VN: Yeah, how much of this comes down to tournament organizers being able to get on the same page? Which I know isn’t always the easiest thing in the world. But how much would that just aid the entire situation?
RR: I think there are two aspects to it. I think some of it is easy. Some of it can be solved with good will, and I just referred to some of these things. Other things, for instance, you book a venue like this one year before, there’s no going back. So some of it is just inherent planning challenges. So some of it is communication. Some of it is planning. And some of the planning challenges we’ll never be able to fix, so it’s always going to be there, but communication can minimize them.
VN: What is the status of the Esports Hall of Fame? It launched earlier this year but we haven’t heard much from it lately. Are there more planned inductions?
RR: I think we’re looking to create, let’s say to move it from a virtual product, which it is right now, to a physical product. We’re negotiating right now with a couple of venues and sports, traditional sports awards shows, to make this a physical product, kind of. To create a physical version of that. That was always the ultimate goal. It’s not done, but it’s on its way.
VN: You recently partnered with Yahoo for streaming. How did that come about and what are the things you have to be cognizant of when partnering with a media company?
RR: Esports content, live tournament content, is getting a lot of recognition everywhere. And Yahoo brings 700 million unique users a month to the table. The first couple tournaments we did with them were tremendously successful because of what they could do. They could activate an audience we wouldn’t have reached otherwise. I think they’re a great partner to extend the fandom and the viewership of esports beyond what it is now. And that has worked so far very well. We’re still in the very early days, so there’s still a lot of iterations and learnings we need to do on both sides. But partners like that who can bring additional people into esports and make them fans — and therefore make it a larger market for everyone — is something we’re super thrilled about going forward as well.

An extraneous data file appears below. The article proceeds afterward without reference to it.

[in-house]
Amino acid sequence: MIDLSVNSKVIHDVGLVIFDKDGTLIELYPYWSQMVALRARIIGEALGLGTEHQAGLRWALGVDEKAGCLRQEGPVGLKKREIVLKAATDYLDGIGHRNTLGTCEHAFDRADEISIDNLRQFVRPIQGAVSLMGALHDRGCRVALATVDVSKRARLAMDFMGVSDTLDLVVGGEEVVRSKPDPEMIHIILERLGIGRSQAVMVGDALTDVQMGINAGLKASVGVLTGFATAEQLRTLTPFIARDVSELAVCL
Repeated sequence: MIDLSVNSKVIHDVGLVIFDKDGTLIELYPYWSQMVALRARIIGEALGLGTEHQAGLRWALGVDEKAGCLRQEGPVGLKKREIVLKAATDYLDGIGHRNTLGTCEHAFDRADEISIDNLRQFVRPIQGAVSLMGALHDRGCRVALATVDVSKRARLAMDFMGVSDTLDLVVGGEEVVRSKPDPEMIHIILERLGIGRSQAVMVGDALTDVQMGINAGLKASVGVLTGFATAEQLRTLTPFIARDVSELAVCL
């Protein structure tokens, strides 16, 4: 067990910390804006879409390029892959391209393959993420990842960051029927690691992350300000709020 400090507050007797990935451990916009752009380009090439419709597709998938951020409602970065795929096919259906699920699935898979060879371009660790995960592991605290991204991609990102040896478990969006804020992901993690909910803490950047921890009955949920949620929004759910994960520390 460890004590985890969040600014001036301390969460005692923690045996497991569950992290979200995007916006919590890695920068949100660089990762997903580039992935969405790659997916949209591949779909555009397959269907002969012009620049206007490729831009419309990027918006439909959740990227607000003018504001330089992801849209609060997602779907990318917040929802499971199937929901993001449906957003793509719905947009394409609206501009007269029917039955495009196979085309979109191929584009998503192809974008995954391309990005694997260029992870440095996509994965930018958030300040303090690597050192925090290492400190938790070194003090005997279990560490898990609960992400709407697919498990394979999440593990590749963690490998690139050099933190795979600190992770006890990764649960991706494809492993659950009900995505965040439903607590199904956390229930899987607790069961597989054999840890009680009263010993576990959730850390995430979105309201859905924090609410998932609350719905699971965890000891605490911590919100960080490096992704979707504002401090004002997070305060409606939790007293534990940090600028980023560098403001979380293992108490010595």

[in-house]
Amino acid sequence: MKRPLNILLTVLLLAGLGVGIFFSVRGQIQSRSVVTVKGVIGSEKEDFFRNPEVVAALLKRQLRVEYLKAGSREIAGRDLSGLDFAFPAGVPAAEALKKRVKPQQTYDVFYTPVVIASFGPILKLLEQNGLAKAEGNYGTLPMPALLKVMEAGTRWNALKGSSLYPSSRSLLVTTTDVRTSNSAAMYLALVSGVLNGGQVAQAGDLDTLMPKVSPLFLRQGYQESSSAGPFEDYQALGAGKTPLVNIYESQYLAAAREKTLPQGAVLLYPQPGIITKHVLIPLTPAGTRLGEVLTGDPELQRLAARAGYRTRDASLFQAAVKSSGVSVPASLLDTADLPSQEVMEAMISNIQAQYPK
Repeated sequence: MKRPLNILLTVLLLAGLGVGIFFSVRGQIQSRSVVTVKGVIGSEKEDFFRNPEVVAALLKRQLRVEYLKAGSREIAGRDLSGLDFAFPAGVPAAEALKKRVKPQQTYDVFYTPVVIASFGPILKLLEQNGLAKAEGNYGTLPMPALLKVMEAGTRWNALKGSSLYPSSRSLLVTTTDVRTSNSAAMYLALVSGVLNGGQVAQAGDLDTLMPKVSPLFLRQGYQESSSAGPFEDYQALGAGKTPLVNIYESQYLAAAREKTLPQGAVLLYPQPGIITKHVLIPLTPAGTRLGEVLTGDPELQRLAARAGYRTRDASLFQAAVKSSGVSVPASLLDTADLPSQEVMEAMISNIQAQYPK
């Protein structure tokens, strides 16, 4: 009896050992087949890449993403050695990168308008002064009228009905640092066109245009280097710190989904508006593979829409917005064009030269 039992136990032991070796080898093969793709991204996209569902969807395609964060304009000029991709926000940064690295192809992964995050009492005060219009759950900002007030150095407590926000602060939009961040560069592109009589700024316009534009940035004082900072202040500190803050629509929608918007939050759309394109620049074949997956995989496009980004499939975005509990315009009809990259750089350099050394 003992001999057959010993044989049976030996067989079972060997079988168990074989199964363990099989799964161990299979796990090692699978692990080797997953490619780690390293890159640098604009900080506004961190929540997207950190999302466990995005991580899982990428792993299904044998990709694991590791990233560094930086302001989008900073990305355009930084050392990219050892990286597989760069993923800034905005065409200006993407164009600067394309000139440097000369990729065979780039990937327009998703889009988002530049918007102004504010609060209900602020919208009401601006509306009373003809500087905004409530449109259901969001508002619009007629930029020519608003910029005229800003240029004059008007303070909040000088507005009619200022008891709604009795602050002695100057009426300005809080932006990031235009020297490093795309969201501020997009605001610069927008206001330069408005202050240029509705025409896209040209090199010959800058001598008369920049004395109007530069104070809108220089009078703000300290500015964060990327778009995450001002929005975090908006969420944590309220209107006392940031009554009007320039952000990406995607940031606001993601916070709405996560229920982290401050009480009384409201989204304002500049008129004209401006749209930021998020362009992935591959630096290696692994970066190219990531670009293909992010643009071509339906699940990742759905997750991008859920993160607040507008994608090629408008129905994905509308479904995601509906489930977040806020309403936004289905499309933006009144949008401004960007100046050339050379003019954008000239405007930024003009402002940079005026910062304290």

VN: One last question I forgot to mention earlier about WESA. After the initial launch and rollout, we didn’t hear much at all from WESA for a few months. Was that strategic, in terms of trying to have things ready to do before announcing what you’re doing?
RR: First, we learned from the announcement that we should be very precise in what we’re doing and very straight forward. The other piece as well was about finding a commissioner to run it. Because finding an independent commissioner as head of it who pushes it forward was an integral piece. It’s something we always communicated. Finding Ken Hershman, who was a big wig media executive in his former life, was quite an interesting journey to go through. And now that he’s started and is doing different things and learning the market, there’s going to be much more communication going forward and more things going to happen.
Cover photo by Patrick Strack/ESL, eslgaming.com